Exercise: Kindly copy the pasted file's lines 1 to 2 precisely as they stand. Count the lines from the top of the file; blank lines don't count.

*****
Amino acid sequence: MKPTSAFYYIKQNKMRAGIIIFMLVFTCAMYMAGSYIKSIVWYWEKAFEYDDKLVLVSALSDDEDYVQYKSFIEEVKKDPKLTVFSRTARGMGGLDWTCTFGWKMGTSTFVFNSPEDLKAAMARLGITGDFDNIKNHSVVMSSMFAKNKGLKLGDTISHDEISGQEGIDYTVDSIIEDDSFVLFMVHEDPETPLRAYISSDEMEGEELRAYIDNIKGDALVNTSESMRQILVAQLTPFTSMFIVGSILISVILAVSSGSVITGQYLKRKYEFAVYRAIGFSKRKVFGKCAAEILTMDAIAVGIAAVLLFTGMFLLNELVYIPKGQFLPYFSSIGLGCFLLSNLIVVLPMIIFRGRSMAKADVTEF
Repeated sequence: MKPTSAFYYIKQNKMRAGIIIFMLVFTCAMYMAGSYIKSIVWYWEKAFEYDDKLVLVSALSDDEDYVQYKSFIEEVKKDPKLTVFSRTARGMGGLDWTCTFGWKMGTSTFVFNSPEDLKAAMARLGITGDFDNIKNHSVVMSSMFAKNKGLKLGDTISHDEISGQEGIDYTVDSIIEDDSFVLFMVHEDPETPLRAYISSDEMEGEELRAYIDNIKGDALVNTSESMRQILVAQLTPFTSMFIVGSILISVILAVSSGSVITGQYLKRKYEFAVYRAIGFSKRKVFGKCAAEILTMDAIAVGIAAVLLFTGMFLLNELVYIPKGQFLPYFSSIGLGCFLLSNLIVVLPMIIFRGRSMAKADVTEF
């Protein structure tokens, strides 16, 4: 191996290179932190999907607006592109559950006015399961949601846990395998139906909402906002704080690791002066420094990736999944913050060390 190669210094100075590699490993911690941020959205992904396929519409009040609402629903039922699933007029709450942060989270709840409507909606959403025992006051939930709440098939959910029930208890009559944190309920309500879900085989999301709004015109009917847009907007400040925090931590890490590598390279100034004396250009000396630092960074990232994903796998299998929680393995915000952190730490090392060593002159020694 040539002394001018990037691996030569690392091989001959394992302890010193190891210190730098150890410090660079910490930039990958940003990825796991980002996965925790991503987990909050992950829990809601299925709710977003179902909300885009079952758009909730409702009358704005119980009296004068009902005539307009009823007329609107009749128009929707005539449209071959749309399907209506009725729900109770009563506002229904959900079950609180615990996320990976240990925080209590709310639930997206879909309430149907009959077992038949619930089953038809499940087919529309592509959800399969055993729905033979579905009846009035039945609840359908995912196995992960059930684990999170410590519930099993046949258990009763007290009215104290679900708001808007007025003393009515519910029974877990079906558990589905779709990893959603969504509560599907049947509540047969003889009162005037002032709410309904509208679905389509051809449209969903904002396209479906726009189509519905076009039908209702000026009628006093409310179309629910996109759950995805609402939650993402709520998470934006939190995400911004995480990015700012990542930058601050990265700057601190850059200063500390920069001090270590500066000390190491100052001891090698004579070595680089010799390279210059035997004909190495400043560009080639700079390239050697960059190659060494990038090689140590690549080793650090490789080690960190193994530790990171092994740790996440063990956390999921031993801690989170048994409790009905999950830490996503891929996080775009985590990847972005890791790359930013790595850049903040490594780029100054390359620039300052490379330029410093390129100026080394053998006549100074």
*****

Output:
Amino acid sequence: MKPTSAFYYIKQNKMRAGIIIFMLVFTCAMYMAGSYIKSIVWYWEKAFEYDDKLVLVSALSDDEDYVQYKSFIEEVKKDPKLTVFSRTARGMGGLDWTCTFGWKMGTSTFVFNSPEDLKAAMARLGITGDFDNIKNHSVVMSSMFAKNKGLKLGDTISHDEISGQEGIDYTVDSIIEDDSFVLFMVHEDPETPLRAYISSDEMEGEELRAYIDNIKGDALVNTSESMRQILVAQLTPFTSMFIVGSILISVILAVSSGSVITGQYLKRKYEFAVYRAIGFSKRKVFGKCAAEILTMDAIAVGIAAVLLFTGMFLLNELVYIPKGQFLPYFSSIGLGCFLLSNLIVVLPMIIFRGRSMAKADVTEF
Repeated sequence: MKPTSAFYYIKQNKMRAGIIIFMLVFTCAMYMAGSYIKSIVWYWEKAFEYDDKLVLVSALSDDEDYVQYKSFIEEVKKDPKLTVFSRTARGMGGLDWTCTFGWKMGTSTFVFNSPEDLKAAMARLGITGDFDNIKNHSVVMSSMFAKNKGLKLGDTISHDEISGQEGIDYTVDSIIEDDSFVLFMVHEDPETPLRAYISSDEMEGEELRAYIDNIKGDALVNTSESMRQILVAQLTPFTSMFIVGSILISVILAVSSGSVITGQYLKRKYEFAVYRAIGFSKRKVFGKCAAEILTMDAIAVGIAAVLLFTGMFLLNELVYIPKGQFLPYFSSIGLGCFLLSNLIVVLPMIIFRGRSMAKADVTEF